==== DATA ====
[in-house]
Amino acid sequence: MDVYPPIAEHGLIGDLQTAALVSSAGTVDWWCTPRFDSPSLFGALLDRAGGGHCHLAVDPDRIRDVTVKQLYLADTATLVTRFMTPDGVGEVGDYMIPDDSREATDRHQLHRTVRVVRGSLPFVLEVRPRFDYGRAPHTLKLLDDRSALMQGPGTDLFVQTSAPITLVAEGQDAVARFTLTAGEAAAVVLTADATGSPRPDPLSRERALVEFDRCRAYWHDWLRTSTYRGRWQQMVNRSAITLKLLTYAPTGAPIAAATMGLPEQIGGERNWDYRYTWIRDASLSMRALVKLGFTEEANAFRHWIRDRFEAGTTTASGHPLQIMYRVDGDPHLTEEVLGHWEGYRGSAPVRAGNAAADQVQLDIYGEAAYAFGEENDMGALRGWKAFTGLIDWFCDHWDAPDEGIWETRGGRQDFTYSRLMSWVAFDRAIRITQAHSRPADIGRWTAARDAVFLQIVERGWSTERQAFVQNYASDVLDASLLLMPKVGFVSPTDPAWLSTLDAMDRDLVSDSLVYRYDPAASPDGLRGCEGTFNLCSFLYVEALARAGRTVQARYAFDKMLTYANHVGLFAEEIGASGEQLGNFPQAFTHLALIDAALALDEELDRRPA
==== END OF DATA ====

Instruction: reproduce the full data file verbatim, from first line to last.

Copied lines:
[in-house]
Amino acid sequence: MDVYPPIAEHGLIGDLQTAALVSSAGTVDWWCTPRFDSPSLFGALLDRAGGGHCHLAVDPDRIRDVTVKQLYLADTATLVTRFMTPDGVGEVGDYMIPDDSREATDRHQLHRTVRVVRGSLPFVLEVRPRFDYGRAPHTLKLLDDRSALMQGPGTDLFVQTSAPITLVAEGQDAVARFTLTAGEAAAVVLTADATGSPRPDPLSRERALVEFDRCRAYWHDWLRTSTYRGRWQQMVNRSAITLKLLTYAPTGAPIAAATMGLPEQIGGERNWDYRYTWIRDASLSMRALVKLGFTEEANAFRHWIRDRFEAGTTTASGHPLQIMYRVDGDPHLTEEVLGHWEGYRGSAPVRAGNAAADQVQLDIYGEAAYAFGEENDMGALRGWKAFTGLIDWFCDHWDAPDEGIWETRGGRQDFTYSRLMSWVAFDRAIRITQAHSRPADIGRWTAARDAVFLQIVERGWSTERQAFVQNYASDVLDASLLLMPKVGFVSPTDPAWLSTLDAMDRDLVSDSLVYRYDPAASPDGLRGCEGTFNLCSFLYVEALARAGRTVQARYAFDKMLTYANHVGLFAEEIGASGEQLGNFPQAFTHLALIDAALALDEELDRRPA